Any technology policy relating to agro-food processing activities apply differently in the case of different activities depending on the purpose of processing. Some processing refer to necessary processing that must be done before consumption.
Cereals sector belongs to this category of processing. While such processing is already being inn the country, introduction of modern technology in this sector is considered to be beneficial in two ways.

It would improve the efficiency of processing in terms of higher recovery of desired products. Secondly, it would create a number of potentially useful byproducts, some of which are not being fully utilized at present or not utilized in optimum way for producing higher value added products.

Although most of the technology is readily available in the country, it is not being extensively adopted because economic incentives are often mission, or institutional arrangements for collection, processing and marketing of he byproducts may be lacking.

Since the processing of byproducts in the cereals sector constitutes introduction of new manufacturing activities, or the expansion of existing ones, such activities would generate additional employment.

The next category of food processing concerns processing and packaging in order to provide easy transportability and marketability of some food products. The processing of milk and milk products falls in this category. This would increase the income of farmers, especially small farmers and landless agricultural labourers in the rural areas. It would also promote consumer welfare.

The third category relates to processing activities which would help in extending the storage life of seasonal food products. Fruits and vegetables belong to this category. Processing of fruits and vegetables would help in reducing post-harvest losses and would also provide stable income to the growers by eliminating the seasonal fluctuations in income.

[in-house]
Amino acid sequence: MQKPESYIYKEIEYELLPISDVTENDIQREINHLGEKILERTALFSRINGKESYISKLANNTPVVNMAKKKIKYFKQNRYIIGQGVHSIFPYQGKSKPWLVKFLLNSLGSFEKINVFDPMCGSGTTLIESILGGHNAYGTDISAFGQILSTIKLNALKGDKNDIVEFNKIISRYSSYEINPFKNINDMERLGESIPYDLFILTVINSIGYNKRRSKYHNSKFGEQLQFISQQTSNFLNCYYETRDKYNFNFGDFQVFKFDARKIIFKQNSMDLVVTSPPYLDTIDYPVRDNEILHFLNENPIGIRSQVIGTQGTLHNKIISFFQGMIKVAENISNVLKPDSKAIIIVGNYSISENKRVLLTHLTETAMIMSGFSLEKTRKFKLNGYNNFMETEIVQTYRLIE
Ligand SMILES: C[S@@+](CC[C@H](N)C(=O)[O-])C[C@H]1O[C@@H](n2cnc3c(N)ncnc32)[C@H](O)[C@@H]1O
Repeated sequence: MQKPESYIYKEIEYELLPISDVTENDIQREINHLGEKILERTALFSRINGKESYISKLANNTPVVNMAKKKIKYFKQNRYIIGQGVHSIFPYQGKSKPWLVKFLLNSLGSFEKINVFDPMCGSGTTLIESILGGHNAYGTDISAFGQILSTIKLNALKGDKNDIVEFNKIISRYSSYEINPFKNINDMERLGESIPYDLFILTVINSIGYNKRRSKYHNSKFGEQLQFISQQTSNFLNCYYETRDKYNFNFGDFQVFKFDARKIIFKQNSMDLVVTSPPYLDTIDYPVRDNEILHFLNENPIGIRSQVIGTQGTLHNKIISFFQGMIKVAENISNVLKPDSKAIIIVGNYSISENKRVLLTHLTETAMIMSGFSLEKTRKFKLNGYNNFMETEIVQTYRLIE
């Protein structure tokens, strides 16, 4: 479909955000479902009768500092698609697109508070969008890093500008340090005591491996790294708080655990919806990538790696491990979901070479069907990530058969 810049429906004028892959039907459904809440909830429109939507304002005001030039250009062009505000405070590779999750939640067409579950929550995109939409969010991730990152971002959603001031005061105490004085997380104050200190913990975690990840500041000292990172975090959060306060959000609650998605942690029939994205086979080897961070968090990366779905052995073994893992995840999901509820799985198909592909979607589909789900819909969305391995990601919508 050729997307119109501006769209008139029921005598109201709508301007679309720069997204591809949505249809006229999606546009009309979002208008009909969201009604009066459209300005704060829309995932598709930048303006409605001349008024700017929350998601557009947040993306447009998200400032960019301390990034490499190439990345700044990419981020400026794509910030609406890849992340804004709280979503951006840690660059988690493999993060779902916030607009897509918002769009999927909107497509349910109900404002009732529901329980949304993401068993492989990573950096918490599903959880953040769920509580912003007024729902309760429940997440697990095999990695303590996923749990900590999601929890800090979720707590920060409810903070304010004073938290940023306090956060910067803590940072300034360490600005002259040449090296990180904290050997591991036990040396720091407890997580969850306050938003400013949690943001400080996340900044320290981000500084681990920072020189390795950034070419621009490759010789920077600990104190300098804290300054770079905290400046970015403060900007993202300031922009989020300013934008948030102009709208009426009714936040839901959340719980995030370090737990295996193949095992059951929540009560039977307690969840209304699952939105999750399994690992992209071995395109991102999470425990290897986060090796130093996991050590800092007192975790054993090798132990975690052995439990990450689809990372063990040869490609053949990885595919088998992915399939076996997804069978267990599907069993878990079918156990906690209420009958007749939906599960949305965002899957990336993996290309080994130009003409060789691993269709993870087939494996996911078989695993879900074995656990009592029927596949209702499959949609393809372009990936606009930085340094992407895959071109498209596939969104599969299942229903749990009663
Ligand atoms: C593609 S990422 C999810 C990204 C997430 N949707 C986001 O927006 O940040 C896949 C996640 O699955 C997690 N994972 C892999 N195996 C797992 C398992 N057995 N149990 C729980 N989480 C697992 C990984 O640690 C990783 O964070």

A large amount of food processing activities in our country is still being carried on in the unorganized sector which includes household and non-household establishments.

The organized sector representing factory based production accounts only for a small share in the total volume of production. The organized sector is relatively more modern in technology requiring larger investments as compared to the unorganized sector.

However, processing in the organized sector helps in achieving higher efficiency in the use of raw materials and by products.
Processing in the organized sector generates additional employment in trade and transport activities additional employment in trade and transport activities which may be quite substantial as compared to direct employment created in processing activities.

At the same time, consumer welfare is enhanced by modern processing which ensures better quality and clean packaging in an uncontaminated environment. Export potential also improves.

In order to get a clear understanding of the technology issues in the food processing sector, this report has analyzed the current status and future vision of technology in three important sectors, namely (i) cereals, (ii) milk and milk products; and (iii) fruits and vegetables. A brief summary of this analysis is presented below: